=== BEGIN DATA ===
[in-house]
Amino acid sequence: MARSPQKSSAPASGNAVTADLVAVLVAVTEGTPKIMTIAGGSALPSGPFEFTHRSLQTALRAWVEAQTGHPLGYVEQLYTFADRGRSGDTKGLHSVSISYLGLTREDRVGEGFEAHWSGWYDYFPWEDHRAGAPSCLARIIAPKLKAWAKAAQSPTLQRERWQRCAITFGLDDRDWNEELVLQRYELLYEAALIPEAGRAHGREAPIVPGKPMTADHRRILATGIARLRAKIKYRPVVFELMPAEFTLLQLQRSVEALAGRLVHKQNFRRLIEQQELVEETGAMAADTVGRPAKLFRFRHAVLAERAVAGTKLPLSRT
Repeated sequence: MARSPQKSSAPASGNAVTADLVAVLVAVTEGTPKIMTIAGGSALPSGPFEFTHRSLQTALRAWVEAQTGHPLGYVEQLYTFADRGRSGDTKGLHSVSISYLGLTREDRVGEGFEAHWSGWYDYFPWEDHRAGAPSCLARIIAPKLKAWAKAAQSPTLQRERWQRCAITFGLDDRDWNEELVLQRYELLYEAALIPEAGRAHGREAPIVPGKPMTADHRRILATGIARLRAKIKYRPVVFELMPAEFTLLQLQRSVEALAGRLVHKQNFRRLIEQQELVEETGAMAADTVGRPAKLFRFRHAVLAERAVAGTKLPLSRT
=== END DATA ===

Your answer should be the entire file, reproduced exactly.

[in-house]
Amino acid sequence: MARSPQKSSAPASGNAVTADLVAVLVAVTEGTPKIMTIAGGSALPSGPFEFTHRSLQTALRAWVEAQTGHPLGYVEQLYTFADRGRSGDTKGLHSVSISYLGLTREDRVGEGFEAHWSGWYDYFPWEDHRAGAPSCLARIIAPKLKAWAKAAQSPTLQRERWQRCAITFGLDDRDWNEELVLQRYELLYEAALIPEAGRAHGREAPIVPGKPMTADHRRILATGIARLRAKIKYRPVVFELMPAEFTLLQLQRSVEALAGRLVHKQNFRRLIEQQELVEETGAMAADTVGRPAKLFRFRHAVLAERAVAGTKLPLSRT
Repeated sequence: MARSPQKSSAPASGNAVTADLVAVLVAVTEGTPKIMTIAGGSALPSGPFEFTHRSLQTALRAWVEAQTGHPLGYVEQLYTFADRGRSGDTKGLHSVSISYLGLTREDRVGEGFEAHWSGWYDYFPWEDHRAGAPSCLARIIAPKLKAWAKAAQSPTLQRERWQRCAITFGLDDRDWNEELVLQRYELLYEAALIPEAGRAHGREAPIVPGKPMTADHRRILATGIARLRAKIKYRPVVFELMPAEFTLLQLQRSVEALAGRLVHKQNFRRLIEQQELVEETGAMAADTVGRPAKLFRFRHAVLAERAVAGTKLPLSRT